I strongly believe that
millions of individual investors can benefit by adopting conservative option
strategies. Yet we all know that options
are not for everyone. Thus, the obvious
If options are not for everyone, how can you
tell if you are well-suited to trade options?
Please understand that being
a trader and being an investor are not the same. But there are overlapping skills required to
be successful at either. For example, no
one should enter into a trade out of boredom. If a situation ‘almost’ meets your requirements for a trade, the winning
trader and investor know that’s not good enough. It’s important to enter a position when you
are comfortable with your prospects of earning a profit, and that means the
trade meets or exceeds your minimum requirements. Borderline trades are simply not good enough.
There are plenty of other
examples, such as willingness to admit a trade is not working as expected, and
taking a loss, rather than holding – and hoping for good luck.
The purpose of today’s blog
is to point you in the direction of two professionals who offer insight on who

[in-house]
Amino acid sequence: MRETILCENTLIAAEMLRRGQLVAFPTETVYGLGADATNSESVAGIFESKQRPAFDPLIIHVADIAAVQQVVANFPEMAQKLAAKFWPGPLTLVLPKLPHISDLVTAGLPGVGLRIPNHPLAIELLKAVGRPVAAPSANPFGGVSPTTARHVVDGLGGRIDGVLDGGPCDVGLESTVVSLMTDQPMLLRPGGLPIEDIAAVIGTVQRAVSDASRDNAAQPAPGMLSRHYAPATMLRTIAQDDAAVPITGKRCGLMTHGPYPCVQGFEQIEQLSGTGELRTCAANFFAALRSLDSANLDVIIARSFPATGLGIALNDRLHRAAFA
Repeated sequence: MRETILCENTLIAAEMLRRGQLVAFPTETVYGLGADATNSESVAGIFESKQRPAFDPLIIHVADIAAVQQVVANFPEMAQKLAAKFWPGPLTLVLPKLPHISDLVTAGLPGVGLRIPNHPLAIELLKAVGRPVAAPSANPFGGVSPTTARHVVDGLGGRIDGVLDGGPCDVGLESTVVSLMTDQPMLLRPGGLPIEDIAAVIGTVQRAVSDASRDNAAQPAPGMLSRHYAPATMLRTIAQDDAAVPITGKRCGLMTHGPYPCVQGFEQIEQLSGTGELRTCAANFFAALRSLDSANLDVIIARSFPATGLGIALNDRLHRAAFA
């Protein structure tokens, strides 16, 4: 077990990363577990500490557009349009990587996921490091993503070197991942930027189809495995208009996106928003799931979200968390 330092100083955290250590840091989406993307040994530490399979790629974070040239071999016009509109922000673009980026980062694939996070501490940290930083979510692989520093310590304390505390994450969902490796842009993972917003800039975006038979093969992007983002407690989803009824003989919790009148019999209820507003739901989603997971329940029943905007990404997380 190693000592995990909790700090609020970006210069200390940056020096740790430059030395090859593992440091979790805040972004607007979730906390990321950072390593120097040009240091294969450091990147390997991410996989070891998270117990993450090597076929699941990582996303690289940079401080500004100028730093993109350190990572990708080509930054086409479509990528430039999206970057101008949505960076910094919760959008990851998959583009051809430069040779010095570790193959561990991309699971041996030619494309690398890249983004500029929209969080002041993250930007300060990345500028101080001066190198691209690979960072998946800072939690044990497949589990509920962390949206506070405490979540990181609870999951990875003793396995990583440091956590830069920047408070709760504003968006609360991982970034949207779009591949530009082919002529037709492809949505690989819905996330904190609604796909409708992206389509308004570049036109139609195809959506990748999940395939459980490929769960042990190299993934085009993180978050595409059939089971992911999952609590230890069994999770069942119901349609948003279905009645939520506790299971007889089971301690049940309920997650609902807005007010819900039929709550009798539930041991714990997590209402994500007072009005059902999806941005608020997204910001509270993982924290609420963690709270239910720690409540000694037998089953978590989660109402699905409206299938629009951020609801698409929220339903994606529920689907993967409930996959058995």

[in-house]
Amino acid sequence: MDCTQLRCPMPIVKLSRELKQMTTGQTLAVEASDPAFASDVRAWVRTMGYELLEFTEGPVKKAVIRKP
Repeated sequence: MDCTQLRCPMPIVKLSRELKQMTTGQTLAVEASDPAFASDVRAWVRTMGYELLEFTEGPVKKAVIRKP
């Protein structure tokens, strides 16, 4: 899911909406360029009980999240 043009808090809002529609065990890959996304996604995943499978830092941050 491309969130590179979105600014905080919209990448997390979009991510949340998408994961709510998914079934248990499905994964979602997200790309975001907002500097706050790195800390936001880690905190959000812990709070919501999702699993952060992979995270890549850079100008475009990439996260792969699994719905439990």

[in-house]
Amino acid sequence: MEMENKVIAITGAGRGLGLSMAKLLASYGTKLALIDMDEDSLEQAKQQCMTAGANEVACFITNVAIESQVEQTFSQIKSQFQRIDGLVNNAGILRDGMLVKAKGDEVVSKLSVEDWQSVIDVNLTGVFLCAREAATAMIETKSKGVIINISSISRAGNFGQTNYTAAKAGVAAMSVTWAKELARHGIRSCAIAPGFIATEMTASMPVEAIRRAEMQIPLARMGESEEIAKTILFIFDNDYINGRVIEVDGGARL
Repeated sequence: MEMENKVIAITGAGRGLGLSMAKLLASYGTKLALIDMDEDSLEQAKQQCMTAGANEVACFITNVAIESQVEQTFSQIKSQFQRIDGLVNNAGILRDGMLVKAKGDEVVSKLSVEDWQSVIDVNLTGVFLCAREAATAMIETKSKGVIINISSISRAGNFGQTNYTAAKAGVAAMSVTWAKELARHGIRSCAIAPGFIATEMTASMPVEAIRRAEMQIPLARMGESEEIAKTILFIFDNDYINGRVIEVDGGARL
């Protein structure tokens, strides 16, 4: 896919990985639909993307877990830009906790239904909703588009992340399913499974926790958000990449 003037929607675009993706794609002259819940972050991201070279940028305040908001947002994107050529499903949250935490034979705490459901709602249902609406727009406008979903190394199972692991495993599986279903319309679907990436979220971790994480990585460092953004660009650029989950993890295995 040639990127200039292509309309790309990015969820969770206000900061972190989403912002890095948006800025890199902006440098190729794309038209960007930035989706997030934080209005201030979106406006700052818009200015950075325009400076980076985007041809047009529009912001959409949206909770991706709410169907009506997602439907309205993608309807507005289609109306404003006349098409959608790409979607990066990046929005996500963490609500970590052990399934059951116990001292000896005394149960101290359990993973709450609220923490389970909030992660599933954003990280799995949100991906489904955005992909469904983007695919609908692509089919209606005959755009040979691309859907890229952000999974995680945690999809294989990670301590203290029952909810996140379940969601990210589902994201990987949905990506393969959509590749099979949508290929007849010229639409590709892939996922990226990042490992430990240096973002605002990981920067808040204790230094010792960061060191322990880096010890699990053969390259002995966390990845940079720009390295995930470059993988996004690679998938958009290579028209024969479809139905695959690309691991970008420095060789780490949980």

should NOT be a trader.
Dr. Brett Steenbarger, psychologist
and trading coach offers
“[If] you don't like
taking risks and you're not especially disciplined in your work and lifestyle.
You probably shouldn't be a trader in the financial markets.”
Well, you've just touched the third rail of coaching. To even intimate the
above is to incur the wrath of every losing trader who seeks advice that would
justify a continuation of his ruinous path”
Dr. Bruce Hong is a
physician/trader. In a recent blog,
he introduced this topic with:
“Who should I try to
dissuade from trading?" This is the list that I came up with. It is not
exhaustive. And some of my conclusions may be controversial”
If it turns out that you don’t
have the personality or discipline to be an active trader/investor, you may
still want to consider using conservative
option strategies to hedge your investment portfolio. If not, it may be better to turn over your
portfolio to professional money managers, such as those who operate very low
fee funds (index funds or ETFs).